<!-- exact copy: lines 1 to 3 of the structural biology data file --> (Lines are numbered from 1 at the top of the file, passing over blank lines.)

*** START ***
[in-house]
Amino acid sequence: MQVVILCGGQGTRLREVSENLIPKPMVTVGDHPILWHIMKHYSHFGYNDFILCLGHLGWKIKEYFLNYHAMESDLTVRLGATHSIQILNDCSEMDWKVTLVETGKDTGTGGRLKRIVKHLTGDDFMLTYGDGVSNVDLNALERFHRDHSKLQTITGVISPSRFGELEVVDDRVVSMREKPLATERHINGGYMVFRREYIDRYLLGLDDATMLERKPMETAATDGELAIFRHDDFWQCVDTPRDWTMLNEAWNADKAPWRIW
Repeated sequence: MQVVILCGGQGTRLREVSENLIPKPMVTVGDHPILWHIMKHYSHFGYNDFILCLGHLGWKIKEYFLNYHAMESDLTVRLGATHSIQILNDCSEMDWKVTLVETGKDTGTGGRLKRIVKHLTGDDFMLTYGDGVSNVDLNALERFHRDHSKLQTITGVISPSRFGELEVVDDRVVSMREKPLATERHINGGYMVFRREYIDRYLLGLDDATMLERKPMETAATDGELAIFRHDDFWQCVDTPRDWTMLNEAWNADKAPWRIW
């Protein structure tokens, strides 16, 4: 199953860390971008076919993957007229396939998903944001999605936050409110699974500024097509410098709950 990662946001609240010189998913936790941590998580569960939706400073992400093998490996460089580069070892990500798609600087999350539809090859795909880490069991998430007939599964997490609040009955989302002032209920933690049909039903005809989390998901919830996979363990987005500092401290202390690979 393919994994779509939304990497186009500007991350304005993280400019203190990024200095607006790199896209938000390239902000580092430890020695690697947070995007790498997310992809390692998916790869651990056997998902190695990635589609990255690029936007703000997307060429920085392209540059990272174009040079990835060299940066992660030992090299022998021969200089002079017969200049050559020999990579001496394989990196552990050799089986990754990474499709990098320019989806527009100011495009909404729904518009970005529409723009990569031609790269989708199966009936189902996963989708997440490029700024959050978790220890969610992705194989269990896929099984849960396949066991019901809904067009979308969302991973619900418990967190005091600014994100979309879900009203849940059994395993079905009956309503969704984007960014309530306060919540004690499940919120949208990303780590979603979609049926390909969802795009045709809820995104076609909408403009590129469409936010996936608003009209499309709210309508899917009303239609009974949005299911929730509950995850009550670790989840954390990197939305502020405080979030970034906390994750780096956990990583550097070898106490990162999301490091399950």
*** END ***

[in-house]
Amino acid sequence: MQVVILCGGQGTRLREVSENLIPKPMVTVGDHPILWHIMKHYSHFGYNDFILCLGHLGWKIKEYFLNYHAMESDLTVRLGATHSIQILNDCSEMDWKVTLVETGKDTGTGGRLKRIVKHLTGDDFMLTYGDGVSNVDLNALERFHRDHSKLQTITGVISPSRFGELEVVDDRVVSMREKPLATERHINGGYMVFRREYIDRYLLGLDDATMLERKPMETAATDGELAIFRHDDFWQCVDTPRDWTMLNEAWNADKAPWRIW
Repeated sequence: MQVVILCGGQGTRLREVSENLIPKPMVTVGDHPILWHIMKHYSHFGYNDFILCLGHLGWKIKEYFLNYHAMESDLTVRLGATHSIQILNDCSEMDWKVTLVETGKDTGTGGRLKRIVKHLTGDDFMLTYGDGVSNVDLNALERFHRDHSKLQTITGVISPSRFGELEVVDDRVVSMREKPLATERHINGGYMVFRREYIDRYLLGLDDATMLERKPMETAATDGELAIFRHDDFWQCVDTPRDWTMLNEAWNADKAPWRIW